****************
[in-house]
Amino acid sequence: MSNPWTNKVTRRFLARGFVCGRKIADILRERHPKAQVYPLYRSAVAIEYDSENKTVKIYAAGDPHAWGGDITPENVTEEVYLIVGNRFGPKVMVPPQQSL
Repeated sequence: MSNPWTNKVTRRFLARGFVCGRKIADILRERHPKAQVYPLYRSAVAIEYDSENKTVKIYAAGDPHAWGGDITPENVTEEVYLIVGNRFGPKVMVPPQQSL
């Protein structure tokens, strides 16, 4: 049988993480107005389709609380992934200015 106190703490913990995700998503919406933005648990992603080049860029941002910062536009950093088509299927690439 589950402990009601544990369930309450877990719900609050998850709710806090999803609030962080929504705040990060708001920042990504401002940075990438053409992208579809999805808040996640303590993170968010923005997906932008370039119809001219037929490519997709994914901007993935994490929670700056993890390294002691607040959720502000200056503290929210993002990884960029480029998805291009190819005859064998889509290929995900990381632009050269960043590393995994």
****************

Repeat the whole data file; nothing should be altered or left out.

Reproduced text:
[in-house]
Amino acid sequence: MSNPWTNKVTRRFLARGFVCGRKIADILRERHPKAQVYPLYRSAVAIEYDSENKTVKIYAAGDPHAWGGDITPENVTEEVYLIVGNRFGPKVMVPPQQSL
Repeated sequence: MSNPWTNKVTRRFLARGFVCGRKIADILRERHPKAQVYPLYRSAVAIEYDSENKTVKIYAAGDPHAWGGDITPENVTEEVYLIVGNRFGPKVMVPPQQSL
């Protein structure tokens, strides 16, 4: 049988993480107005389709609380992934200015 106190703490913990995700998503919406933005648990992603080049860029941002910062536009950093088509299927690439 589950402990009601544990369930309450877990719900609050998850709710806090999803609030962080929504705040990060708001920042990504401002940075990438053409992208579809999805808040996640303590993170968010923005997906932008370039119809001219037929490519997709994914901007993935994490929670700056993890390294002691607040959720502000200056503290929210993002990884960029480029998805291009190819005859064998889509290929995900990381632009050269960043590393995994």